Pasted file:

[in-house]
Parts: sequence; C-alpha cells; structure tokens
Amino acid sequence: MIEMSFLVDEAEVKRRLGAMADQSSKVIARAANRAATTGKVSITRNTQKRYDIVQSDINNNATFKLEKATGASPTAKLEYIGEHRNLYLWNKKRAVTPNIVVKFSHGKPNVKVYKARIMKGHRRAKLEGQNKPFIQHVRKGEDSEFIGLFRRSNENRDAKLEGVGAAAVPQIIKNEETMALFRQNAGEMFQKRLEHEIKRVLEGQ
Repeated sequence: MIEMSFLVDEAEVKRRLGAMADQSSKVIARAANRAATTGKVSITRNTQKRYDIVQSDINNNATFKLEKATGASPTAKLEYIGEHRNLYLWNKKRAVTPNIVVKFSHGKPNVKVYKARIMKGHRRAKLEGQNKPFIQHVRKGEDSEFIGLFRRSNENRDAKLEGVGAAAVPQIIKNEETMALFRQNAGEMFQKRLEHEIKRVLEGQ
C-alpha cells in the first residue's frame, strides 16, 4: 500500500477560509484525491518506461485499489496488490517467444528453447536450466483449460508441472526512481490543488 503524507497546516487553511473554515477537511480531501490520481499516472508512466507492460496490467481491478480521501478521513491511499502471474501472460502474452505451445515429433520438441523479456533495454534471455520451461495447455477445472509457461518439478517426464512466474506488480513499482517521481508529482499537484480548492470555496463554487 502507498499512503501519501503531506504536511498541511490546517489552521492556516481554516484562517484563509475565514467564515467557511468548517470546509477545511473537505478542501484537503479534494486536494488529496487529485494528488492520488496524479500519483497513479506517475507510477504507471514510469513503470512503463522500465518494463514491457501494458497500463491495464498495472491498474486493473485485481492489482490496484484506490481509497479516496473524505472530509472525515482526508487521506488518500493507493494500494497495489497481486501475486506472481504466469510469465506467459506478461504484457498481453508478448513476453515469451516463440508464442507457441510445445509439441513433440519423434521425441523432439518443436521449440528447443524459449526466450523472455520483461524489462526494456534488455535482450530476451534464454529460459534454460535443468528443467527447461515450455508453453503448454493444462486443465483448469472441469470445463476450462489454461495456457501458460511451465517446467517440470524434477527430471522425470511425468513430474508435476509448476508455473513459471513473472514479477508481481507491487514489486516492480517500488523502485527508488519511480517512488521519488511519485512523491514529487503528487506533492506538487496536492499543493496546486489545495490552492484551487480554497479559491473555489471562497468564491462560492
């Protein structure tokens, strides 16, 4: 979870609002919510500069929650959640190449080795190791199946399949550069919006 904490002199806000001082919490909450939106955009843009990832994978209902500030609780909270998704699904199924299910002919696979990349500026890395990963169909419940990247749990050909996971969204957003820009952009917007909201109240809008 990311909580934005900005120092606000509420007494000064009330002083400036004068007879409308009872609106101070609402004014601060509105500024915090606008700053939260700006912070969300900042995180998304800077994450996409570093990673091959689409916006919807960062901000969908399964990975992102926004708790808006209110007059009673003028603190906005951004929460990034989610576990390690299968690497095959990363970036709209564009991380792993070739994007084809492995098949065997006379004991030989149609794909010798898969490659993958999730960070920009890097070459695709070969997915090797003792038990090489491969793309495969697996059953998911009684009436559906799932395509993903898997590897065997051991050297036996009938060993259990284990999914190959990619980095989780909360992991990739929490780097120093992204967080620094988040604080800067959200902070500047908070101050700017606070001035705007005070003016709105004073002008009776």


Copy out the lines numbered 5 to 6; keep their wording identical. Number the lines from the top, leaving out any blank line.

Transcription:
C-alpha cells in the first residue's frame, strides 16, 4: 500500500477560509484525491518506461485499489496488490517467444528453447536450466483449460508441472526512481490543488 503524507497546516487553511473554515477537511480531501490520481499516472508512466507492460496490467481491478480521501478521513491511499502471474501472460502474452505451445515429433520438441523479456533495454534471455520451461495447455477445472509457461518439478517426464512466474506488480513499482517521481508529482499537484480548492470555496463554487 502507498499512503501519501503531506504536511498541511490546517489552521492556516481554516484562517484563509475565514467564515467557511468548517470546509477545511473537505478542501484537503479534494486536494488529496487529485494528488492520488496524479500519483497513479506517475507510477504507471514510469513503470512503463522500465518494463514491457501494458497500463491495464498495472491498474486493473485485481492489482490496484484506490481509497479516496473524505472530509472525515482526508487521506488518500493507493494500494497495489497481486501475486506472481504466469510469465506467459506478461504484457498481453508478448513476453515469451516463440508464442507457441510445445509439441513433440519423434521425441523432439518443436521449440528447443524459449526466450523472455520483461524489462526494456534488455535482450530476451534464454529460459534454460535443468528443467527447461515450455508453453503448454493444462486443465483448469472441469470445463476450462489454461495456457501458460511451465517446467517440470524434477527430471522425470511425468513430474508435476509448476508455473513459471513473472514479477508481481507491487514489486516492480517500488523502485527508488519511480517512488521519488511519485512523491514529487503528487506533492506538487496536492499543493496546486489545495490552492484551487480554497479559491473555489471562497468564491462560492
């Protein structure tokens, strides 16, 4: 979870609002919510500069929650959640190449080795190791199946399949550069919006 904490002199806000001082919490909450939106955009843009990832994978209902500030609780909270998704699904199924299910002919696979990349500026890395990963169909419940990247749990050909996971969204957003820009952009917007909201109240809008 990311909580934005900005120092606000509420007494000064009330002083400036004068007879409308009872609106101070609402004014601060509105500024915090606008700053939260700006912070969300900042995180998304800077994450996409570093990673091959689409916006919807960062901000969908399964990975992102926004708790808006209110007059009673003028603190906005951004929460990034989610576990390690299968690497095959990363970036709209564009991380792993070739994007084809492995098949065997006379004991030989149609794909010798898969490659993958999730960070920009890097070459695709070969997915090797003792038990090489491969793309495969697996059953998911009684009436559906799932395509993903898997590897065997051991050297036996009938060993259990284990999914190959990619980095989780909360992991990739929490780097120093992204967080620094988040604080800067959200902070500047908070101050700017606070001035705007005070003016709105004073002008009776």